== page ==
Piñata was an enjoyable read, but maybe not as enjoyable as I’d hoped—after all, when it comes to horror, possession stories can be some of the scariest, but I simply did not get that from this one. Granted, there were some downright gory scenes described in graphic detail, involving plenty of disturbing situations, but these were relatively shallow, throwaway frights.

As it often is in these cases, I feel it was the pacing that threw off the flow. There was a rather long leadup following Carmen and her daughters as they settle in for their summer in Mexico, though this was actually my favorite part of the book. I enjoyed the author’s descriptions of the sights and sounds, as well as reading about the characters’ cultural shock of being in a place where the local attitudes, beliefs, and values are so different from their own. As the story progresses, Gout also inserts flashes from the past, exploring the country’s complex history and the lives of those who have conquered or been conquered there over the centuries. Fascinating as they are though, some of these sections were admittedly overlong, dwelling protractedly on certain details that, at the end of the day, did not seem to add much value to the plot.

Which brings me to the possession arc itself. While I agree with other reviews that call Piñata a slow-burn horror, when we do reach the boiling point, things steam out way too quickly. One of my favorite parts about this book is the focus on Carmen’s attempts to balance her roles as a mother and a working professional while the family was in Mexico, along with all the turbulent emotions that they bring: love, guilt, pride, worry, etc. However, when it came to the ordeal with Luna, I thought her feelings were oddly muted, and the resolution felt cold and rushed as a result.

In sum, Piñata featured an interesting twist on a familiar premise, taking the supernatural elements from a possession story and presenting them through a historical, cultural, and mythological lens. I think some extra polish to iron out the pacing issues and to dial up the atmosphere would have made this a solid 4-star read. As it is, it’s close, but not quite there.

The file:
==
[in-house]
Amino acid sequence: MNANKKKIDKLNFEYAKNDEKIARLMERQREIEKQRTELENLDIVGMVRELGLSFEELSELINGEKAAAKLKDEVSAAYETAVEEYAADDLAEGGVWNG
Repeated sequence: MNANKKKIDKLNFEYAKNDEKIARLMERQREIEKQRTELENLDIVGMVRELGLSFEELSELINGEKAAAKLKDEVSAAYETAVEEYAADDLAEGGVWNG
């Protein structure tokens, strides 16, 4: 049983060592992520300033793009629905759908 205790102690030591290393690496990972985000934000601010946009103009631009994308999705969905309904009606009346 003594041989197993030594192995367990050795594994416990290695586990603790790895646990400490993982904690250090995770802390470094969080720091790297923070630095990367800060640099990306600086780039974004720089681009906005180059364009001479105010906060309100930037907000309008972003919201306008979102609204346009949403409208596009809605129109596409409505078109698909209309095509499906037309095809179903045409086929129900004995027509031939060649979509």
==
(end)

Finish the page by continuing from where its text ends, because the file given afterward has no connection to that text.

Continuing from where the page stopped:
Waiting on Wednesday 05/24/23

Waiting On Wednesday” is a weekly meme that first originated at Breaking the Spine but has since linked up with “Can’t Wait Wednesday” at Wishful Endings now that the original creator is unable to host it anymore. Either way, this fun feature is a chance to showcase the upcoming releases that we can’t wait to get our hands on!

Mogsy’s Pick

The Hurricane Wars by Thea Guanzon (October 3, 2023 by HarperVoyager)

“The fates of two bitter enemies with opposing magical abilities are swept together in The Hurricane Wars, the spellbinding debut in a fantasy romance trilogy set in a Southeast Asia-inspired world ravaged by storms, perfect for fans of Sarah J. Maas and R. F. Kuang.

The heart is a battlefield.

All Talasyn has ever known is the Hurricane Wars. Growing up an orphan in a nation under siege by the ruthless Night Emperor, Talasyn has found her family among the soldiers who fight for freedom. But she is hiding a deadly secret: light magic courses through her veins, a blazing power believed to have been wiped out years ago that can cut through the Night Empire’s shadows.

Prince Alaric, the emperor’s only son and heir, has been forged into a weapon by his father. Tasked with obliterating any threats to the Night Empire’s rule with the strength of his armies and mighty Shadow magic, Alaric has never been bested. That is until he sees Talasyn burning brightly on the battlefield with the magic that killed his grandfather, turned his father into a monster, and ignited the Hurricane Wars. In a clash of light and dark, their powers merge and create a force the likes of which has never been seen.

Talasyn and Alaric both know this war can only end with them. But a greater threat is coming, and the strange new magic they can create together could be the only way to overcome it. Thrust into an uneasy alliance, they will confront the secrets at the heart of the war and find, in each other, a searing passion–one that could save their world…or destroy it.

An exquisite fantasy brimming with unforgettable characters, sizzling enemies-to-lovers romance, and richly drawn worlds, The Hurricane Wars marks the breathtaking debut of an extraordinary new writer.”